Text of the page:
Celebrating 25 Years of Service with Amanda Brewer
By John Melingagio
Twenty-five years is a significant milestone, especially when serving the community through nonprofit leadership.
In a recent sit down with Habitat for Humanity of Omaha CEO Amanda Brewer, she reflected on her 25-years with the community organization that builds equity in people to help them achieve the American Dream – owning their own home.
It is refreshing and rare for a leader to come up through the ranks in the Omaha nonprofit community, let alone begin as a volunteer. “Habitat chose me,” Amanda said. “I didn’t have a plan to work for Habitat for Humanity, but I knew I wanted to serve. Habitat was the first organization that said, ‘Yes.’ It felt like a calling.”
That “yes” led Amanda to leave her home in Chicago and become a full-time volunteer in Georgia. “It was great being a volunteer. I lived in volunteer housing in Americus, Georgia, with hundreds of volunteers. I had a job (unpaid), and I had a desk.”
While helping recruit staff to work for Habitat internationally, Amanda’s boss left the organization. The next thing she knew, she was doing staffing and recruitment for the entire organization. “It was just me. I was 24 years old, and my only experience was working at a staffing company in Chicago,” she said. “It was such a gift to help in that way.”
Her work led to a paid job and eventually a move to Omaha, where she could be closer to her family. It was 1999.
Habitat Omaha was small back then. The Omaha nonprofit, founded in 1984, recently completed its 100th home build and had fewer than a half-dozen paid staff members, but it was significant in building grassroots in the community.
In 2005, another “calling” came. Amanda had left the employ of Habitat Omaha but continued to volunteer. She joined Gallup, another organization she valued and respected. Shortly after she left, members of the Habitat Omaha Board came calling. They wanted her to become the next CEO.
Amanda was unsure. “I was young and never officially managed anyone. I barely knew how to read a financial statement, and I wanted to make sure I made the right decision for an organization I loved and cared about,” she said.
“Being a person of faith, I kind of made a deal with God, thinking, ‘If You want me to do this, send me the right people, and I will take the job.’ It’s funny, but all the right people have been here at the right moment to do special things.”
The rest is history. About 2,200 families earned homeownership or home improvement opportunities; Habitat Omaha families generated nearly $1 million in property tax revenue and the Habitat Omaha footprint now includes several surrounding counties. Add to this a first-time endeavor, Bluestem Prairie, a multi-generational community that by 2025 will have 85 new homes on once-vacant north Omaha property and another 15 or more renovated nearby.
What is moving the organization forward, according to Amanda, is Habitat Omaha’s mission to build strength, stability and self-reliance through shelter; and the staff and volunteers. “It’s not me. The only thing I have is the gift of seeing other people’s gifts and allowing them to happen every single day.”
And like most nonprofits, Habitat Omaha is evolving to keep its mission relevant to community needs. Twenty to 30 years ago, it was about the individual house and family. Those homeowners are now making their last mortgage payments. “How cool is that,” Amanda adds, “owning your own house free and clear and having the equity to pass on to the next generation.”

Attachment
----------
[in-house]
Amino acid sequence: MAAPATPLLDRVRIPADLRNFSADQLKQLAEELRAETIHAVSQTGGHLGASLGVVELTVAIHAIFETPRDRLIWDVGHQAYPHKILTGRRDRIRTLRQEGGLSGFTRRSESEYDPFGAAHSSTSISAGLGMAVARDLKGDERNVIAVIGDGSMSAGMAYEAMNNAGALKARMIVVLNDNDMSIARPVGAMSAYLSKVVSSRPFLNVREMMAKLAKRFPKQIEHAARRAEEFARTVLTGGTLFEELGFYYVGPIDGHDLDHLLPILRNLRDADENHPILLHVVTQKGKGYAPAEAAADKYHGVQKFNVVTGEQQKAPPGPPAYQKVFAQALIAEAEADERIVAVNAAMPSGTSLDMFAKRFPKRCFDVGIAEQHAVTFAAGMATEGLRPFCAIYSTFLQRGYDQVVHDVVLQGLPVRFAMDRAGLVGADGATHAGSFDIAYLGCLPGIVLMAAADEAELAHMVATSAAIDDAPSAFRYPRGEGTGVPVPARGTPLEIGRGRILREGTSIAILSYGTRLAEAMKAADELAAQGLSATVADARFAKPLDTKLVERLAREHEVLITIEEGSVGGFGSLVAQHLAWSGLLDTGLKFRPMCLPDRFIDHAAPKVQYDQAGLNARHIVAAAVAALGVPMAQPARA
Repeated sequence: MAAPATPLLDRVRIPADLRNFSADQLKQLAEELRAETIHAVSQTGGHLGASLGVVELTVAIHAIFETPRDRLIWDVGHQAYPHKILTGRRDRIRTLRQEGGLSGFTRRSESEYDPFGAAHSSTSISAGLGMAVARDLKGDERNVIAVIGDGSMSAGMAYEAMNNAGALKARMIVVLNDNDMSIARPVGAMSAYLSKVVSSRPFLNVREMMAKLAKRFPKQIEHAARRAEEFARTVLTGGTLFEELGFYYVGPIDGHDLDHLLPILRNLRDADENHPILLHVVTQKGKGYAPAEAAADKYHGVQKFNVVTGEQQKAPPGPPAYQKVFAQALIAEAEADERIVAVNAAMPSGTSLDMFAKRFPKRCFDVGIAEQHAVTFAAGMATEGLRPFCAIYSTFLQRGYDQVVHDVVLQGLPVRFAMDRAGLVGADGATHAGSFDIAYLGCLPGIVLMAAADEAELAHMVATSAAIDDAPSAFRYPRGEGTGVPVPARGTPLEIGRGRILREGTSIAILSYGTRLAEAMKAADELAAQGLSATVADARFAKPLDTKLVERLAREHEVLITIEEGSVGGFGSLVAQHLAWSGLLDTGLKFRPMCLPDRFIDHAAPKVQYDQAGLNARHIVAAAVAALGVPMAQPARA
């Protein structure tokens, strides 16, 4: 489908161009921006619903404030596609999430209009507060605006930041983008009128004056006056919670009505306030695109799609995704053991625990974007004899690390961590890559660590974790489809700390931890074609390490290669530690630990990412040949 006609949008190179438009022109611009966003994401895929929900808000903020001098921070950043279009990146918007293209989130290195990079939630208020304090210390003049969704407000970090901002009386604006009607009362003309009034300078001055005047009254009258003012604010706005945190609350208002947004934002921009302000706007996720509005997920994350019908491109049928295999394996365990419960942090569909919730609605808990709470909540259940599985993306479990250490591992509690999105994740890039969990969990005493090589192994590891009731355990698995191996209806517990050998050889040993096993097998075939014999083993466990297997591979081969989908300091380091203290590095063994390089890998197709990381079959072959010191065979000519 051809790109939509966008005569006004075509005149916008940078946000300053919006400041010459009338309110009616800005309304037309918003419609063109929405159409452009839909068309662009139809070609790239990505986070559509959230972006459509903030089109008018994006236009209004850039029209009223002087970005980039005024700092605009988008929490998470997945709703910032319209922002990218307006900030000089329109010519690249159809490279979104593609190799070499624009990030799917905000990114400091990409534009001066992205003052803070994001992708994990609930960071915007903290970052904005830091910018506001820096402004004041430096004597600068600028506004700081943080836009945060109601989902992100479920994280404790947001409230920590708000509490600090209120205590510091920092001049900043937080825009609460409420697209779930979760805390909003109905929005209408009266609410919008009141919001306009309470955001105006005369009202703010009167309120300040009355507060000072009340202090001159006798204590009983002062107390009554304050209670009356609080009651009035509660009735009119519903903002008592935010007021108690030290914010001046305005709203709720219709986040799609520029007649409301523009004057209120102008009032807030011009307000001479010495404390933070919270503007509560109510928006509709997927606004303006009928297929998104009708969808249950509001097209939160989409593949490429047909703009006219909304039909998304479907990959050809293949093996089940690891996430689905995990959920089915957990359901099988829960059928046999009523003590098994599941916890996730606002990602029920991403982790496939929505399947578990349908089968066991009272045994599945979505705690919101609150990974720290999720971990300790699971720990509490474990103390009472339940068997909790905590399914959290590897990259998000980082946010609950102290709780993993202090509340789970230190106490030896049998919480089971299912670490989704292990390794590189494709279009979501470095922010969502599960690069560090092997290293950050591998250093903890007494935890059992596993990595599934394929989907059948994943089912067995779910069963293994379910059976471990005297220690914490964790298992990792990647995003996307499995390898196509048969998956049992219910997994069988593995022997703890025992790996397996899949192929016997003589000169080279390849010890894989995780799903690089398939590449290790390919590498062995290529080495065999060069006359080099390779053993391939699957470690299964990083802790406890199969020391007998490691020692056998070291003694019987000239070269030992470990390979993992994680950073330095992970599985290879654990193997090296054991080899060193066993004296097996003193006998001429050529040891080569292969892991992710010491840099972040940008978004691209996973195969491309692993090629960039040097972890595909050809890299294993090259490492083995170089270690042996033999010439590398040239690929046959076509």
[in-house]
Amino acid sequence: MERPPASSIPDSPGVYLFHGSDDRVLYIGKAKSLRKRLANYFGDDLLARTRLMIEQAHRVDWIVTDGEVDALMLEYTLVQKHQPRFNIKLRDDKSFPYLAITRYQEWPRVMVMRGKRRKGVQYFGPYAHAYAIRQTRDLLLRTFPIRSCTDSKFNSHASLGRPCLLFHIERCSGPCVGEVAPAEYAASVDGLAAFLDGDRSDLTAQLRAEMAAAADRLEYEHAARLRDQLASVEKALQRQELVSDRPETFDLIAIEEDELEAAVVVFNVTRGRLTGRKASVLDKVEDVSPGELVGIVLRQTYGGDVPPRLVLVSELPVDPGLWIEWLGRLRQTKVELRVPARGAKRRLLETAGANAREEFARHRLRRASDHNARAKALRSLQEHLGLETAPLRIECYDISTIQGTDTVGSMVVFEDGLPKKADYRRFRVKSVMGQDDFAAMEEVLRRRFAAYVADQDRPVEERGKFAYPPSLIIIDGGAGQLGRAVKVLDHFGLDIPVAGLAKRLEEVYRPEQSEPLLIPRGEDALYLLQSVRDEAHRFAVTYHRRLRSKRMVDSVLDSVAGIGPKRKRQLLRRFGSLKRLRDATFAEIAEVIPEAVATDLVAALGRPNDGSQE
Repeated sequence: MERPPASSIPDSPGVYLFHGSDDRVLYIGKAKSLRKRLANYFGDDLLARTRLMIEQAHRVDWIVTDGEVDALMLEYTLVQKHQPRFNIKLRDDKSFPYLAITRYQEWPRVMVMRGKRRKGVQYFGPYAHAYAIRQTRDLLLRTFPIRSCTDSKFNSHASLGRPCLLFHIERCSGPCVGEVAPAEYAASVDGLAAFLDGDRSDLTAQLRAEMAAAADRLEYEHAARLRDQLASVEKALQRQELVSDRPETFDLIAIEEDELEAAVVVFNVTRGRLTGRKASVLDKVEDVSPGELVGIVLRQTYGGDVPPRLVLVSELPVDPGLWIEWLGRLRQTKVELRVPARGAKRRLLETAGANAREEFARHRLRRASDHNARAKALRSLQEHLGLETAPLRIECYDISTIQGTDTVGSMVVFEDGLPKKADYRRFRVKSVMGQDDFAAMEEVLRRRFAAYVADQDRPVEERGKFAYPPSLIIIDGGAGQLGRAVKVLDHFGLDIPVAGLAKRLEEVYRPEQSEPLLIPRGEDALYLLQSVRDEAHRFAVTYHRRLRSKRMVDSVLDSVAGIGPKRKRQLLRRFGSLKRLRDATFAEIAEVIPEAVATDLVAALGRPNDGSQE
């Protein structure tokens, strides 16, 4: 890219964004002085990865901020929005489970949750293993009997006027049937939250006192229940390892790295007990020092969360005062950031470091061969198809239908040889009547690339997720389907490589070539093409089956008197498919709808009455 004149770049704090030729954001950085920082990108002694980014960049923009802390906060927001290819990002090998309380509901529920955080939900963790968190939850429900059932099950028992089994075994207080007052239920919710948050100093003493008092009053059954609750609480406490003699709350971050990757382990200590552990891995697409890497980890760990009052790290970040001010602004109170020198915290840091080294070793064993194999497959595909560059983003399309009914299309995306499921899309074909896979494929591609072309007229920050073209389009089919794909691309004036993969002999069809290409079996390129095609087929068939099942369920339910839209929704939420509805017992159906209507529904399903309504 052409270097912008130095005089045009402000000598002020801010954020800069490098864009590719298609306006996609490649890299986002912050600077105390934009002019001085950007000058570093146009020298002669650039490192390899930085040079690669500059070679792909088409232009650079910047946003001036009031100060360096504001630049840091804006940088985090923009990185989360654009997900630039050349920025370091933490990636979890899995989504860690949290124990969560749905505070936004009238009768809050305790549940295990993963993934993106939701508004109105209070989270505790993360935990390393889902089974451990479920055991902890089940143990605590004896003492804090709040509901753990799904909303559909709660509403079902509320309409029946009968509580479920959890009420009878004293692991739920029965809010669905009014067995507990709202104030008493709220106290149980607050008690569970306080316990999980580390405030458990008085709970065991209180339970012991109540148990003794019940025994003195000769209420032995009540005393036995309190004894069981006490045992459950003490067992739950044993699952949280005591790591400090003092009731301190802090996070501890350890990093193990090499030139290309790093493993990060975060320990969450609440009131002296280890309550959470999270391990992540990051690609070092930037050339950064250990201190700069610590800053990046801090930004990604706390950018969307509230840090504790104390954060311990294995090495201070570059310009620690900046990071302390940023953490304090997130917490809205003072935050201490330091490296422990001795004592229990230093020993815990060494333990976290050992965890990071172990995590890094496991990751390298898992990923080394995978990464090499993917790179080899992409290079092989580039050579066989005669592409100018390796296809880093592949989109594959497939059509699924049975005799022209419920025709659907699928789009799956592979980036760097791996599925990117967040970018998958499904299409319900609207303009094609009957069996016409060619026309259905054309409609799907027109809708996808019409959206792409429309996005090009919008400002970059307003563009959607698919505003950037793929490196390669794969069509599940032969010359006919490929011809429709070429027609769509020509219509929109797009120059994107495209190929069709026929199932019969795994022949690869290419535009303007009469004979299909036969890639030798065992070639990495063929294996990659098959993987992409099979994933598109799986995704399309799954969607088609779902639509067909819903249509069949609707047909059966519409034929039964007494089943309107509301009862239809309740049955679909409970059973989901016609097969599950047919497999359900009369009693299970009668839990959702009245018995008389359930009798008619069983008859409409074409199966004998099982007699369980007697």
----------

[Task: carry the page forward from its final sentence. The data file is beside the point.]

Now, the focus has grown to include neighborhoods to build new homes, fix up existing homes and build up neighborhoods to increase the value and quality of life for its residents.
“But is that enough?” Amanda asks. “I would say no. It is not enough until everyone has stability in their living situation.” That includes more effort to create equity and overcome disparities in accessibility to homeownership. Some of these inequities date back a hundred years and take time and effort to overcome.
“We need to keep working until anyone that wants to buy a house and is willing to put things in place to make it happen a reality,” she said. “We want to be there for more families. Not just the 50 to 100 houses we can build every year, but beyond that.”
“Our focus is on the full spectrum of homeownership,” Amanda said. Things like providing financing to people who want to buy a home on the open market, home preservation to help make needed repairs and access to home equity financing to complete them, and to help ensure the home and property transfer to the next generation. “A home is often someone’s biggest asset, and when it doesn’t transfer properly, it is like starting at zero for the family.”
Advocacy is another focus. “We are absolutely an organization that gets things done. We have to. There are not enough affordable houses available in Omaha.” Recent studies indicate a deficit of 80,000 affordable housing units in Omaha alone. If unaddressed, that number will grow exponentially.
Habitat will continue to build houses and help families get mortgage ready, but advocacy has added importance. “Advocacy works to change the systems creating barriers to homeownership,” Amanda said. Advocacy becomes part of a more prominent role in encouraging staff, volunteers, homeowners, neighbors and elected officials to be advocates for positive change.
“It’s working,” Amanda adds. “The true Habitat gift is the ‘humanity.’ It is ‘The People.’”
I feel so grateful for 25 years of working for such a wonderful organization and making a difference in providing a basic human need.”